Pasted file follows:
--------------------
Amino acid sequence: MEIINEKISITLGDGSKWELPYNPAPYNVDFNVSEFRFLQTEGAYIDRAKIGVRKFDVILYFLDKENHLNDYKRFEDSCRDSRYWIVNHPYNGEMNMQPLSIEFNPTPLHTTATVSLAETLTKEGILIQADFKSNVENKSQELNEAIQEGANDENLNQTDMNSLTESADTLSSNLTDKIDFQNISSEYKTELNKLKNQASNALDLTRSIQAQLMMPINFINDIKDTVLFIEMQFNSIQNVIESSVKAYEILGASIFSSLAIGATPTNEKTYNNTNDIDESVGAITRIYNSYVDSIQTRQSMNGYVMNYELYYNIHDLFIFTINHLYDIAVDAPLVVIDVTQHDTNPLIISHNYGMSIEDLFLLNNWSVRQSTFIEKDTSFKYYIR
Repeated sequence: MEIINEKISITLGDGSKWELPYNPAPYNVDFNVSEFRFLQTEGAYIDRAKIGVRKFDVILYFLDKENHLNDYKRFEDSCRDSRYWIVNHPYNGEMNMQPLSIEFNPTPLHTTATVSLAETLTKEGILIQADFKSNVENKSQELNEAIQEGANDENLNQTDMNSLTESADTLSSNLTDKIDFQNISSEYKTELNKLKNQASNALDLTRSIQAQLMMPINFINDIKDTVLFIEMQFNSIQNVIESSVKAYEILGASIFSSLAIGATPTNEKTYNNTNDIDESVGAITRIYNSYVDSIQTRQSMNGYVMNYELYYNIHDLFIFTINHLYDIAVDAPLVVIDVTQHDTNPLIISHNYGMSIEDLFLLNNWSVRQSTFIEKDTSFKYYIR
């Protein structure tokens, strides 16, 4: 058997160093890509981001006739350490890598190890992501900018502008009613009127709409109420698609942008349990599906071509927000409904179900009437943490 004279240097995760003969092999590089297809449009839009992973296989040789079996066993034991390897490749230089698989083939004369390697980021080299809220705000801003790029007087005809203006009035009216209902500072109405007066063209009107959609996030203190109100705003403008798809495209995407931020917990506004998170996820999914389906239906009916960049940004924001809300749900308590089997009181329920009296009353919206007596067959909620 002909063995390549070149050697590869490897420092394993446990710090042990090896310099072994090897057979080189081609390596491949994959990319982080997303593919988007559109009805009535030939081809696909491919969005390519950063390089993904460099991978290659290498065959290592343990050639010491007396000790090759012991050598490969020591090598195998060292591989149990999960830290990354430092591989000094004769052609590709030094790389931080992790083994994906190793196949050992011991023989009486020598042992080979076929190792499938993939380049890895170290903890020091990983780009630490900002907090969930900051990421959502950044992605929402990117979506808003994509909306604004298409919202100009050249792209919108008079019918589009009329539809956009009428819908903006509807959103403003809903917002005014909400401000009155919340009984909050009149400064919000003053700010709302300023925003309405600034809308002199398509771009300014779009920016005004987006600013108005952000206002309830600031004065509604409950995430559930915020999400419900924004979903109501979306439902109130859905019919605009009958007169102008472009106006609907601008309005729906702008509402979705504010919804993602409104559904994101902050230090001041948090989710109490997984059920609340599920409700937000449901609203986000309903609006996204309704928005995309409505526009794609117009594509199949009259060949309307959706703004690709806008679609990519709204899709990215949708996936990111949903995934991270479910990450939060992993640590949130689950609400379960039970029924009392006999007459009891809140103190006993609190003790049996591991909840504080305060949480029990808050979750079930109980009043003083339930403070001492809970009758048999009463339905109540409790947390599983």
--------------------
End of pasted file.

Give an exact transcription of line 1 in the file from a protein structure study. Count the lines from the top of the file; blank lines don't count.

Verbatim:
Amino acid sequence: MEIINEKISITLGDGSKWELPYNPAPYNVDFNVSEFRFLQTEGAYIDRAKIGVRKFDVILYFLDKENHLNDYKRFEDSCRDSRYWIVNHPYNGEMNMQPLSIEFNPTPLHTTATVSLAETLTKEGILIQADFKSNVENKSQELNEAIQEGANDENLNQTDMNSLTESADTLSSNLTDKIDFQNISSEYKTELNKLKNQASNALDLTRSIQAQLMMPINFINDIKDTVLFIEMQFNSIQNVIESSVKAYEILGASIFSSLAIGATPTNEKTYNNTNDIDESVGAITRIYNSYVDSIQTRQSMNGYVMNYELYYNIHDLFIFTINHLYDIAVDAPLVVIDVTQHDTNPLIISHNYGMSIEDLFLLNNWSVRQSTFIEKDTSFKYYIR